By Shannon Coleman, governor of District 5870 Central Texas, USA
Since Russia’s invasion of Ukraine in February, the United Nations estimates that more than 14 million people are thought to have fled their homes. We began hearing about some of these families through our Ukrainian community here is Central and South-Central Texas. Children are entering our school systems with only the clothes on their backs. Many of the families have experienced violence, war, a shortage of food, water or shelter, personal injury, and disease.
Wanting to help, Rotarians in our district applied for a Disaster Response Grant from The Rotary Foundation to work with Peaceable Kingdom by Variety, a children’s retreat/camp in Killeen, for a three-night, four-day recreational experience over the Labor Day weekend. We imagined a space where the Ukrainian families could connect with their community, step away from the reminders of war, and take a much-needed deep breath. We wanted to give the children a place to explore, laugh and just be kids.
By Kim Dixon, Rotary Club of Raleigh Midtown, North Carolina, USA
When I served in the Peace Corps in the Republic of Georgia from 2014-2016, I engaged with the International Rotary Club of Tbilisi to support several service projects. As a Returned Peace Corps Volunteer – and now a Rotary member of the Rotary Club of Raleigh Midtown – I am proud to help integrate our shared service goals as the current President of Partnering for Peace, a nonprofit that promotes and supports the formal service partnership between Rotary International and US Peace Corps.
By Emory Morsberger, Rotary Club of Gwinnett County, Georgia, USA
Isn’t it a privilege to be a Rotarian who can actually serve others and make a difference in someone else’s life – and even more so if that life is on the other side of the world? I think so! I hope to rally fellow Rotarians on 24 August to join our movement, Helping Ukraine.
In 1998, I took a trip to Ukraine and have been yearning to go back since. The people there are so excited about their freedom. When the war broke out in February, I felt a strong call to do something to help these free-spirited people. I had been hearing about the massive destruction and wanted to do more than make donations.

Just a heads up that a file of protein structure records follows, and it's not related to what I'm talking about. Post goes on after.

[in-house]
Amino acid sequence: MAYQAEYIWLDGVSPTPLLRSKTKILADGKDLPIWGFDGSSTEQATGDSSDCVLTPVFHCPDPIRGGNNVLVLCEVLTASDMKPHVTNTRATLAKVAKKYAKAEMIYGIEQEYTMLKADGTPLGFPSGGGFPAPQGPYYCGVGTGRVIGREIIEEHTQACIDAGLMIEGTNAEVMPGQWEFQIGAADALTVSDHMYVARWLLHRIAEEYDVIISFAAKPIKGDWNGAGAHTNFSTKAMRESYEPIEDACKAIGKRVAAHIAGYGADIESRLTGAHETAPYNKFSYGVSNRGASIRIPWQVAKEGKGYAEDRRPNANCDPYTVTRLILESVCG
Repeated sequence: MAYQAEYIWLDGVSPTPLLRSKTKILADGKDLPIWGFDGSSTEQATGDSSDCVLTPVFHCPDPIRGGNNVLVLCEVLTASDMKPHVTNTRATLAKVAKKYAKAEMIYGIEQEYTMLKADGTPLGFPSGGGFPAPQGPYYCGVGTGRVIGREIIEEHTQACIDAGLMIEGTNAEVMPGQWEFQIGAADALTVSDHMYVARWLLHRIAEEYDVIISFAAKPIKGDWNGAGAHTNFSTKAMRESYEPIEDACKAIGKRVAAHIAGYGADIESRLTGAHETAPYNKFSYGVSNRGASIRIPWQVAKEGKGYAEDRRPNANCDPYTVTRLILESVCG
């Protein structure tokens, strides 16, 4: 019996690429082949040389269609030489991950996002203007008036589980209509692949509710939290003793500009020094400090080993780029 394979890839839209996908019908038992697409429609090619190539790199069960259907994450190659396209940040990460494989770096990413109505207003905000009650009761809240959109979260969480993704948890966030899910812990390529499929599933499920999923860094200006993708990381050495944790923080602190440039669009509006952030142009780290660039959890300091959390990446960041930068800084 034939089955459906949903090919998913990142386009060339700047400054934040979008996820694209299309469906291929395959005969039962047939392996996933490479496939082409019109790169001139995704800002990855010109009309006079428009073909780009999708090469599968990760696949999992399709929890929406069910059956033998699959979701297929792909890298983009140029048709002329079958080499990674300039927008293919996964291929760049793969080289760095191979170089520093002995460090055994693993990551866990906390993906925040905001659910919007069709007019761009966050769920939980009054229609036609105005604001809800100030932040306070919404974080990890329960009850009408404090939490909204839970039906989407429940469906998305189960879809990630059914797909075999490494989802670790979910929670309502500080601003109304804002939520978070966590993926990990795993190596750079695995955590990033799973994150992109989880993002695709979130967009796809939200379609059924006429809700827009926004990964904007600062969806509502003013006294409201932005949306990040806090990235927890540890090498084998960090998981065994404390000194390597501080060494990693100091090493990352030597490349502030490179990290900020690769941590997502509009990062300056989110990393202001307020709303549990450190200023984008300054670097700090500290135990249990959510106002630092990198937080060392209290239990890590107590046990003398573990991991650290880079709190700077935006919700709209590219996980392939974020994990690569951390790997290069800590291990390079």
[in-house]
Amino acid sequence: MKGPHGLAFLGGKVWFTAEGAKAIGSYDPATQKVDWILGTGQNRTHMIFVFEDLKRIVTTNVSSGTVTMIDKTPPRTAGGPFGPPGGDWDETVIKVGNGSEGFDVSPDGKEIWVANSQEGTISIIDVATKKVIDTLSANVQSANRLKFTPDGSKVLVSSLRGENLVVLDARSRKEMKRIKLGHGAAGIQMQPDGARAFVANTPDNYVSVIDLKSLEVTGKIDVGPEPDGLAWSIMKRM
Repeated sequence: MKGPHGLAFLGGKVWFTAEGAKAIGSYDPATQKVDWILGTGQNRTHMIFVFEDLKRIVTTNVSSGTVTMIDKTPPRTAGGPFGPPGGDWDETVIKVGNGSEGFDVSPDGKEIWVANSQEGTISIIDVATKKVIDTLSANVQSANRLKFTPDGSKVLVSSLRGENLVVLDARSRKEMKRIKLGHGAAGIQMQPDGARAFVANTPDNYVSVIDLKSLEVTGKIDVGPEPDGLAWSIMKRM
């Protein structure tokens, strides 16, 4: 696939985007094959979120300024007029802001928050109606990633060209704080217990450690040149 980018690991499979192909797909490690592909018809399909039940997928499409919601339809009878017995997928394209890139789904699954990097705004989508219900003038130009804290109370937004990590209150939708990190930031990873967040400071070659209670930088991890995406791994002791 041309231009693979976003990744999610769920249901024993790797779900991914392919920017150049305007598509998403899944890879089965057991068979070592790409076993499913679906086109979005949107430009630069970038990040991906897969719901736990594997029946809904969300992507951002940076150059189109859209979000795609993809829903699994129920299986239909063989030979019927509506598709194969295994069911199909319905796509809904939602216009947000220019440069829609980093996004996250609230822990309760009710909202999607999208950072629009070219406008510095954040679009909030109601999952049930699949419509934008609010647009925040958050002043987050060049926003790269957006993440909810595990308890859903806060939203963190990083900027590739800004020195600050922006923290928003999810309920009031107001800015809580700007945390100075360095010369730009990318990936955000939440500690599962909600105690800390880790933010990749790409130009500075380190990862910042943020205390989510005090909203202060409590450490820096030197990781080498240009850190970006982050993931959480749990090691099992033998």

World Refugee Day, 20 June, is an international day designated by the United Nations to honor refugees around the globe. Members of Rotary and Rotaract clubs have been taking action through a variety of international projects to help raise awareness of the plight of refugees, advocate for humane policies related to refugees, and provide for immediate needs of refugees. Quentin Wodon, Chair of the Rotary Action Group for Refugees, Forced Displacement, and Migration, has written a blog on 5 ways to support newcomers and migrants on the Rotary Service in Action blog. Also read about some of the efforts of Rotary and Rotaract members to support refugees through the years:
Editor’s note: The following is an adapted version of Dr. Olha Paliychuk’s remarks to the Rotary International Convention in Houston, 6 June 2022
By Olha Paliychuk, Rotary Club of Cherkasky, Ukraine
I live and work in central Ukraine, not far from Ukraine’s capital city of Kyiv. It was a long journey getting to convention: first by bus to the border of Poland, and then across the border and taking a long flight. But all the efforts are worth it. As we say in Ukraine, “To see a friend, no road is too long.”
I’m very honored – and happy – to be in Houston with my Rotary family and friends. I stand here on behalf of more than 1,000 Rotary members in Ukraine to say Thank You.